In spite of the wide-ranging, continuously expanding arsenal of antidepressants and intensive research on depression, the treatment of severe, recurrent mood disorders as well as antidepressant-resistant refractory mood disturbances has not yet entirely been solved. In this article we attempt to review some data from the growing body of evidence that underlie the presumed implication of the glutamatergic neurotransmission in severe mood disorders and thereby some strategies allowing reinstatement of the normal functioning of the glutamatergic system, particularly through N-methyl-d-aspartate (NMDA) receptors. Thus, here we focus on one of the most promising ones, the NMDA receptor-modulating agents including competitive NMDA antagonists, glycine site partial antagonists and channel site antagonists: high- and low-affinity non-competitive NMDA receptor blockers. The glutamate-modulating therapies that specifically affect this system, above all low-affinity non-competitive NMDA receptor antagonists such as amantadine and its derivative memantine which are clinically well tolerated and currently used in other indications hold considerable promise for the development of new, improved antidepressants to treat severe, recurrent and refractory mood disorders.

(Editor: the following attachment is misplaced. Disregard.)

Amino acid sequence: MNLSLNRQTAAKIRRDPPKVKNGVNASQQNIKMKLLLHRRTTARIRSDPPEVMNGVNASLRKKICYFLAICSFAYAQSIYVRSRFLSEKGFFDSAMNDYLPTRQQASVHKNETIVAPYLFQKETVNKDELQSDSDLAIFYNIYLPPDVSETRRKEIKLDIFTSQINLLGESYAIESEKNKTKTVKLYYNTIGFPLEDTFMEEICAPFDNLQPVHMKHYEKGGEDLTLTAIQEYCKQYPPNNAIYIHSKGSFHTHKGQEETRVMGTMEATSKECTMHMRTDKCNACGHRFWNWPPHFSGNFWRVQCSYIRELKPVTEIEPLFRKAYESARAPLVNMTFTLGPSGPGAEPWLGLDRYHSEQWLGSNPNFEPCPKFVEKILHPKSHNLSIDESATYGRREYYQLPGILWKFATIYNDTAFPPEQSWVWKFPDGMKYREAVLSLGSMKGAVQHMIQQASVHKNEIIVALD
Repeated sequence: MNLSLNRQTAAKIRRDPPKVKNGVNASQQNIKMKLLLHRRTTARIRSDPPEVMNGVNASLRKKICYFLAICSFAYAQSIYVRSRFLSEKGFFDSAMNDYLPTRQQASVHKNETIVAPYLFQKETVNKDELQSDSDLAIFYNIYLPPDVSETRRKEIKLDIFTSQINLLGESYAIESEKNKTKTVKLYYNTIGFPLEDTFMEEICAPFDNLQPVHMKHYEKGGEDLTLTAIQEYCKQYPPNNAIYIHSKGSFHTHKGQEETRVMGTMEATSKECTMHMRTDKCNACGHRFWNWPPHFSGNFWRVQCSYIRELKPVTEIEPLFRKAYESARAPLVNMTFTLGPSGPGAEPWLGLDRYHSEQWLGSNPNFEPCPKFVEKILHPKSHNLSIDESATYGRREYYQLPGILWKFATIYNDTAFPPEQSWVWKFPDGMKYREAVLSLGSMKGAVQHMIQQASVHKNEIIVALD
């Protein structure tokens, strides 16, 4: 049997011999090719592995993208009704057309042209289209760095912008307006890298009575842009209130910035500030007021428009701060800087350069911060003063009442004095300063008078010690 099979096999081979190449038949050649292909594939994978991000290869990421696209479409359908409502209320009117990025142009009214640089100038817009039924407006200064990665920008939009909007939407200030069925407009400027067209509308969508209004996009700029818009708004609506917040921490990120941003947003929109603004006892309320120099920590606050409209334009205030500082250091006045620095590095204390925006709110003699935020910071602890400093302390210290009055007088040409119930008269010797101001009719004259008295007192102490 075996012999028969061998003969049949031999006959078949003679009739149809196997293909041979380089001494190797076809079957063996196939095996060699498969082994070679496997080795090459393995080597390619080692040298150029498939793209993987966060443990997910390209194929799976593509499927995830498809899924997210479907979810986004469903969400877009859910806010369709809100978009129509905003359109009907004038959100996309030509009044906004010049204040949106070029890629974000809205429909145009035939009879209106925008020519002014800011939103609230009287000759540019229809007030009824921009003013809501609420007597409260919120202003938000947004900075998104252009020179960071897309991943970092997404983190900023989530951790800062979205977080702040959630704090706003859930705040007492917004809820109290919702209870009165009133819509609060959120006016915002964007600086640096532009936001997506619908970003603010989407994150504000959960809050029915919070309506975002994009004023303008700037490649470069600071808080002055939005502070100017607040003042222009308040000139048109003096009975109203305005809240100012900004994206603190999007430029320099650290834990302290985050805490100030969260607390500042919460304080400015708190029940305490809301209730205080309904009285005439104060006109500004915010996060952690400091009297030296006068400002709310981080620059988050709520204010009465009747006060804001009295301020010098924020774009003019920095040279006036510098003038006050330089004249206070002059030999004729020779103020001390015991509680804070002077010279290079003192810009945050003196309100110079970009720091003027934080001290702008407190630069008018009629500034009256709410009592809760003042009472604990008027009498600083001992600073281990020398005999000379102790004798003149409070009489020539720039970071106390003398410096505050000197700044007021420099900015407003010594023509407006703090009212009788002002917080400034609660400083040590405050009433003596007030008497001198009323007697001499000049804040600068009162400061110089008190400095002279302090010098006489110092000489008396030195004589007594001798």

ASJC Scopus subject areas
- Neuropsychology and Physiological Psychology
- Pharmacology, Toxicology and Pharmaceutics(all)
- Clinical Neurology